Albumin Levels and Risk for ARDS

The median serum albumin level was 2.7 g/dL (interquartile range, 2.3–3.1). In an unadjusted analysis, patients who developed ARDS had significantly lower serum albumin levels than those without ARDS (Fig. 2). In a multivariable logistic regression analysis controlling for prespecified confounders (age, gender, APACHE II score, presence of sepsis, chronic liver disease, vasopressor use, baseline eGFR, and positive fluid balance), lower serum albumin remained independently associated with increased risk of ARDS (odds ratio [OR], 1.48 per 1-g/dL decrease in albumin; 95% CI, 1.14–1.93; p = 0.004) (Table 2). When examined by quintile, patients with the lowest albumin levels had the highest incidence of ARDS, with significantly decreasing incidence of ARDS as albumin level increased (p = 0.01) (Fig. 3). This relationship appears linear in nature. When 158 patients without a risk factor for ARDS were excluded from the regression analysis, lower serum albumin was similarly associated with higher incidence of ARDS (OR, 1.38 per 1-g/dL decrease in albumin; 95% CI, 1.06–1.80; p = 0.016) (Supplementary Table 1, https://links.lww.com/CCX/A771).

TABLE 2. - Logistic Regression of Incidence of Acute Respiratory Distress Syndrome and Minimum Serum Albumin Levels Within 1 Day of Enrollment Controlling for Covariates
Incidence of Acute Respiratory Distress Syndrome OR (95% CI) p
Variable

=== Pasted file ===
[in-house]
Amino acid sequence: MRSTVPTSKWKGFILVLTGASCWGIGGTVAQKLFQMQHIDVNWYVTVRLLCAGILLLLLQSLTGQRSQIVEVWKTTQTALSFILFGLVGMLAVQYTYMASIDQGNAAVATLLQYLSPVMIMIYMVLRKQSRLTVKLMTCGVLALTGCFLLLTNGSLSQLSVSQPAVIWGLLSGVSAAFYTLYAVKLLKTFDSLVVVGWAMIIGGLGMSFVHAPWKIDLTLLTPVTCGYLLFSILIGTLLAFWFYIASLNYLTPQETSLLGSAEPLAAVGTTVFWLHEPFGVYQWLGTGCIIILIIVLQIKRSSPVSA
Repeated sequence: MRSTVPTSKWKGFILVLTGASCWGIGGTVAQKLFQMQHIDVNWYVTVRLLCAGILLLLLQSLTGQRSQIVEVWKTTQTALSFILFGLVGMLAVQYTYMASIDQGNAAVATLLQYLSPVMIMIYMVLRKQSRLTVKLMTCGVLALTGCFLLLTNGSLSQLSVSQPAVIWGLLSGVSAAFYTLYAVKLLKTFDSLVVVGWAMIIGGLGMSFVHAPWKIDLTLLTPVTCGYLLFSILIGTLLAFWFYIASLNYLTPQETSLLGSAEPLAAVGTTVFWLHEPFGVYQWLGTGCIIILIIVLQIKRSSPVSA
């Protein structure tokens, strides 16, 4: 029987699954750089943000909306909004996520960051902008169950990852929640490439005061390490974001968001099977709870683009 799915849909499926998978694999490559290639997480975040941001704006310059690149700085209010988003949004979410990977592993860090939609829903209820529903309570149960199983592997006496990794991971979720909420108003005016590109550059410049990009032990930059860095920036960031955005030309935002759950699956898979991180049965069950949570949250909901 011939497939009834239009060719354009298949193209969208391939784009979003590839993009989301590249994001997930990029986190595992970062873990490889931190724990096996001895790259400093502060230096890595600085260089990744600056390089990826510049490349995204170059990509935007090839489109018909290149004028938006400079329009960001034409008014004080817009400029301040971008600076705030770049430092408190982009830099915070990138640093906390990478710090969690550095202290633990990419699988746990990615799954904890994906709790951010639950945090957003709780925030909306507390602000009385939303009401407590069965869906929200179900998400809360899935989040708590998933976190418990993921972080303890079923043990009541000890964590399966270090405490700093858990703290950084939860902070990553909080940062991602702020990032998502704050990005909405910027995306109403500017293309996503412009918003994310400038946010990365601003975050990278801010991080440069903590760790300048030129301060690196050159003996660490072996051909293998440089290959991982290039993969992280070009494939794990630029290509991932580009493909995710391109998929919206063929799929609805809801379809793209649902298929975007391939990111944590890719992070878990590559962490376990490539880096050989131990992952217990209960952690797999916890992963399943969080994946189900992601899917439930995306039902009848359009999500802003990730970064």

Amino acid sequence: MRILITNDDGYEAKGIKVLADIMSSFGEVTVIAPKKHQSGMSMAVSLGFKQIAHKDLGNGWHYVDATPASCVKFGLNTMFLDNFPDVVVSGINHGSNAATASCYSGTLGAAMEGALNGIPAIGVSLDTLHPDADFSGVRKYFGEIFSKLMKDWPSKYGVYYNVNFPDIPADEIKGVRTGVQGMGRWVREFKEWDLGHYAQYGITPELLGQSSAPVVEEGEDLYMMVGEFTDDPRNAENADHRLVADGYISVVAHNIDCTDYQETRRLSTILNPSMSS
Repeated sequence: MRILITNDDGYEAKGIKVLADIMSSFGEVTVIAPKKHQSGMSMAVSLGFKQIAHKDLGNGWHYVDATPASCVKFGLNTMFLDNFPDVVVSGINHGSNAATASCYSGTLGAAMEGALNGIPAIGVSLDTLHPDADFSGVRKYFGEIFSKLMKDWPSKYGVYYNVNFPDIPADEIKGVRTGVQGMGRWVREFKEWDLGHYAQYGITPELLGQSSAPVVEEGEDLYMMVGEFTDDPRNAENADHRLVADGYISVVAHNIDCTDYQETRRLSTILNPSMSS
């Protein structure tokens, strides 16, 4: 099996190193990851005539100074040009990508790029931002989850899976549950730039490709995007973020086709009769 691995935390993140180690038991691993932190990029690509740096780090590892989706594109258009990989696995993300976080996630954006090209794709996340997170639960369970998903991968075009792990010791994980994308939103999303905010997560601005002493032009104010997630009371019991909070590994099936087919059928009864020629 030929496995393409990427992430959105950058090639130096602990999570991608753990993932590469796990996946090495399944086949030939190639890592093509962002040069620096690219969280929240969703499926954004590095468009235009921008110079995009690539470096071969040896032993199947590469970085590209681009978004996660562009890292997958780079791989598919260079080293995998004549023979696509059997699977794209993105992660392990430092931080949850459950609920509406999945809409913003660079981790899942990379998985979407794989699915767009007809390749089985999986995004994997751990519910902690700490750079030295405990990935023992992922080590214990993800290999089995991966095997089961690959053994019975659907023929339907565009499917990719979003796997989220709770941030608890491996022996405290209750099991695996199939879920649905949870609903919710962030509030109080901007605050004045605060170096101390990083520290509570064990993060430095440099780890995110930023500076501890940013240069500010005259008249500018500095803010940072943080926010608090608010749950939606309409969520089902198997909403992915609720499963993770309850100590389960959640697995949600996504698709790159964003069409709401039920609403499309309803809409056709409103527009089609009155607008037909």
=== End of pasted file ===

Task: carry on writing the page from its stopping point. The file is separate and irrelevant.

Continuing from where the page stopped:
Age (per year) 0.999 (0.987–1.011) 0.910
 Male sex 0.789 (0.571–1.089) 0.149
 Acute Physiology and Chronic Health Evaluation II (per 1 point increase) 1.071 (1.048–1.096) < 0.001
 Sepsis 3.399 (2.271–5.207) < 0.001
 Chronic liver disease 0.856 (0.550–1.311) 0.480
 Vasopressor use 0.774 (0.546–1.091) 0.146
 Baseline eGFR (per mL/min/1.73 m2) 1.007 (1.002–1.012) 0.004
 Positive 72-hr fluid balance 1.126 (0.743–1.732) 0.580
 Serum albumin (per 1 g/dL decrease) 1.48 (1.138–1.934) 0.004
OR = odds ratio.
OR per 1 g/dL decrease in serum albumin. Bold font indicates significant p values (p < 0.05).

Figure 2.
Figure 2.:
Critically ill patients with ARDS had lower levels of serum albumin compared with critically ill patients without ARDS (non-ARDS n = 708, ARDS n = 285, p < 0.001 by Mann-Whitney U test; data represented as median [line], IQR [box], and minimum and maximum values [whiskers]).
Figure 3.
Figure 3.:
Lower serum albumin levels by quintile are associated with higher incidence of ARDS (n = 993, p = 0.01 by chi-square with linear by linear association test).

Albumin Levels and Clinical Outcomes